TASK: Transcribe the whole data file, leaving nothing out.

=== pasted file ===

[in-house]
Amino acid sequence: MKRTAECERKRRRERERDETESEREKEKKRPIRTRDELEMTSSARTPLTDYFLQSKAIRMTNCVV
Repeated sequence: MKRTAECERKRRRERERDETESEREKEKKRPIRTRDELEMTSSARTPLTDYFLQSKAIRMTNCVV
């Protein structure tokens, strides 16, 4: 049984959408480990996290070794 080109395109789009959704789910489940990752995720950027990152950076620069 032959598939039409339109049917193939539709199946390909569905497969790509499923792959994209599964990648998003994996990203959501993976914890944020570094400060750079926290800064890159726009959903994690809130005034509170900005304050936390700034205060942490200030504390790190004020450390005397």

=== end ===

[in-house]
Amino acid sequence: MKRTAECERKRRRERERDETESEREKEKKRPIRTRDELEMTSSARTPLTDYFLQSKAIRMTNCVV
Repeated sequence: MKRTAECERKRRRERERDETESEREKEKKRPIRTRDELEMTSSARTPLTDYFLQSKAIRMTNCVV
């Protein structure tokens, strides 16, 4: 049984959408480990996290070794 080109395109789009959704789910489940990752995720950027990152950076620069 032959598939039409339109049917193939539709199946390909569905497969790509499923792959994209599964990648998003994996990203959501993976914890944020570094400060750079926290800064890159726009959903994690809130005034509170900005304050936390700034205060942490200030504390790190004020450390005397």